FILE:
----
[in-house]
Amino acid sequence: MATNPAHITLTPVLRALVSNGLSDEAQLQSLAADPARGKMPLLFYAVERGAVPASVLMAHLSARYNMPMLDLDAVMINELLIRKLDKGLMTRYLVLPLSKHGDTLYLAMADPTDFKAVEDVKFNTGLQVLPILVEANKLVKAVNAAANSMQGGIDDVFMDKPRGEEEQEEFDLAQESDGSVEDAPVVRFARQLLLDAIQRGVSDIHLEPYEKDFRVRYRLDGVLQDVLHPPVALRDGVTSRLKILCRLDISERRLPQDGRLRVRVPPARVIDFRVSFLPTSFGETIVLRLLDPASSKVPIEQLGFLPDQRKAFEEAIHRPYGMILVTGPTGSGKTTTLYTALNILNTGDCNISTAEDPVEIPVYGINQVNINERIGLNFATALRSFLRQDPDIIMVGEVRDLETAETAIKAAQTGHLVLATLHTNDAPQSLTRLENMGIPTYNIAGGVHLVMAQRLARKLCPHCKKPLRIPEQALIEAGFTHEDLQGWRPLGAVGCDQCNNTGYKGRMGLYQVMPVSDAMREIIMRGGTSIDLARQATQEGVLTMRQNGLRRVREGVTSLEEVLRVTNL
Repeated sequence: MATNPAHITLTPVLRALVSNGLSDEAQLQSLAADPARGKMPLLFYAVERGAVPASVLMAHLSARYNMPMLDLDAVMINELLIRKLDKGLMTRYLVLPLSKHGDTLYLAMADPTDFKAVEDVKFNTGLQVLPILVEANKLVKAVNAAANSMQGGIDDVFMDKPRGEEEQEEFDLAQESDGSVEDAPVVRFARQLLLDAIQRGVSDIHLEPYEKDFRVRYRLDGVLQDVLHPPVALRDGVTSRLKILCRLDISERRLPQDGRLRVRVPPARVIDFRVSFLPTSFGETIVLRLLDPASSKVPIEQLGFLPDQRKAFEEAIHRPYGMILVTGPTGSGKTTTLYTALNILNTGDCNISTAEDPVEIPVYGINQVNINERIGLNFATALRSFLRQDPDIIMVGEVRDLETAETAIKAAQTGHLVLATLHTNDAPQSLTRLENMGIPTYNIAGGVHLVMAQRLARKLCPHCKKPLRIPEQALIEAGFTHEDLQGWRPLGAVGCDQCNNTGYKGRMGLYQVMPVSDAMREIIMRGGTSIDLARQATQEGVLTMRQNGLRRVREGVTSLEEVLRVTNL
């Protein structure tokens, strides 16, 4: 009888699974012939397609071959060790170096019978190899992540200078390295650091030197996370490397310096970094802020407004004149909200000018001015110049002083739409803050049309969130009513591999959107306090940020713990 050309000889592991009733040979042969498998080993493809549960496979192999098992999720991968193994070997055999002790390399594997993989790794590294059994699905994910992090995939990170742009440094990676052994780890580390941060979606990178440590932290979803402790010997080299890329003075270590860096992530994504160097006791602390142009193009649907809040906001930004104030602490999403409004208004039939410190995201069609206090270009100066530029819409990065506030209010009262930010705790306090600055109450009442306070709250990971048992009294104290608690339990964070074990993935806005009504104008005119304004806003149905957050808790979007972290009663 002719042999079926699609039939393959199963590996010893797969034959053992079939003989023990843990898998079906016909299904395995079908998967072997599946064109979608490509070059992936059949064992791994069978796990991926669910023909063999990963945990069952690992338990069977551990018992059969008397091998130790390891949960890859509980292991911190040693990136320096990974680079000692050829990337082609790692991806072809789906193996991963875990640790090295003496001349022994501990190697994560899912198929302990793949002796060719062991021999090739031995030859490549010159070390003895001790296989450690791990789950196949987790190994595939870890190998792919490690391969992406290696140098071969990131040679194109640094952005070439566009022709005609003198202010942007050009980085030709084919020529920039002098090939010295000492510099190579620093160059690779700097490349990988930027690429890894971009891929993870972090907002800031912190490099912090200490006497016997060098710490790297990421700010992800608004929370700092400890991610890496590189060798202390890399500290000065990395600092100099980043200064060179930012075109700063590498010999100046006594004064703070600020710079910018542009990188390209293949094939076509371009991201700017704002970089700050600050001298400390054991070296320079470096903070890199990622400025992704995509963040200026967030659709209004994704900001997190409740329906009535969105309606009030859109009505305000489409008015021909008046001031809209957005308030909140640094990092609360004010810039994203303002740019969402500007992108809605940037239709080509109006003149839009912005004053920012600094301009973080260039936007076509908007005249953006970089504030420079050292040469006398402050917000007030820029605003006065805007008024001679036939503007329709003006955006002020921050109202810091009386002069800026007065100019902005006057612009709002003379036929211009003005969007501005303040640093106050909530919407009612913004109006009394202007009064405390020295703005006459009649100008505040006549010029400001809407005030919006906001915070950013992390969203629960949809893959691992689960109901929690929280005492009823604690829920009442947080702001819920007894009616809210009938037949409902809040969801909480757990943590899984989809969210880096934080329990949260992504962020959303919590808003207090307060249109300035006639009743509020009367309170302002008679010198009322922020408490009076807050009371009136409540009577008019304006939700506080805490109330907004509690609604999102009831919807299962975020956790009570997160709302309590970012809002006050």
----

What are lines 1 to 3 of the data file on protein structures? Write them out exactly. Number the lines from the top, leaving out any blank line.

[in-house]
Amino acid sequence: MATNPAHITLTPVLRALVSNGLSDEAQLQSLAADPARGKMPLLFYAVERGAVPASVLMAHLSARYNMPMLDLDAVMINELLIRKLDKGLMTRYLVLPLSKHGDTLYLAMADPTDFKAVEDVKFNTGLQVLPILVEANKLVKAVNAAANSMQGGIDDVFMDKPRGEEEQEEFDLAQESDGSVEDAPVVRFARQLLLDAIQRGVSDIHLEPYEKDFRVRYRLDGVLQDVLHPPVALRDGVTSRLKILCRLDISERRLPQDGRLRVRVPPARVIDFRVSFLPTSFGETIVLRLLDPASSKVPIEQLGFLPDQRKAFEEAIHRPYGMILVTGPTGSGKTTTLYTALNILNTGDCNISTAEDPVEIPVYGINQVNINERIGLNFATALRSFLRQDPDIIMVGEVRDLETAETAIKAAQTGHLVLATLHTNDAPQSLTRLENMGIPTYNIAGGVHLVMAQRLARKLCPHCKKPLRIPEQALIEAGFTHEDLQGWRPLGAVGCDQCNNTGYKGRMGLYQVMPVSDAMREIIMRGGTSIDLARQATQEGVLTMRQNGLRRVREGVTSLEEVLRVTNL
Repeated sequence: MATNPAHITLTPVLRALVSNGLSDEAQLQSLAADPARGKMPLLFYAVERGAVPASVLMAHLSARYNMPMLDLDAVMINELLIRKLDKGLMTRYLVLPLSKHGDTLYLAMADPTDFKAVEDVKFNTGLQVLPILVEANKLVKAVNAAANSMQGGIDDVFMDKPRGEEEQEEFDLAQESDGSVEDAPVVRFARQLLLDAIQRGVSDIHLEPYEKDFRVRYRLDGVLQDVLHPPVALRDGVTSRLKILCRLDISERRLPQDGRLRVRVPPARVIDFRVSFLPTSFGETIVLRLLDPASSKVPIEQLGFLPDQRKAFEEAIHRPYGMILVTGPTGSGKTTTLYTALNILNTGDCNISTAEDPVEIPVYGINQVNINERIGLNFATALRSFLRQDPDIIMVGEVRDLETAETAIKAAQTGHLVLATLHTNDAPQSLTRLENMGIPTYNIAGGVHLVMAQRLARKLCPHCKKPLRIPEQALIEAGFTHEDLQGWRPLGAVGCDQCNNTGYKGRMGLYQVMPVSDAMREIIMRGGTSIDLARQATQEGVLTMRQNGLRRVREGVTSLEEVLRVTNL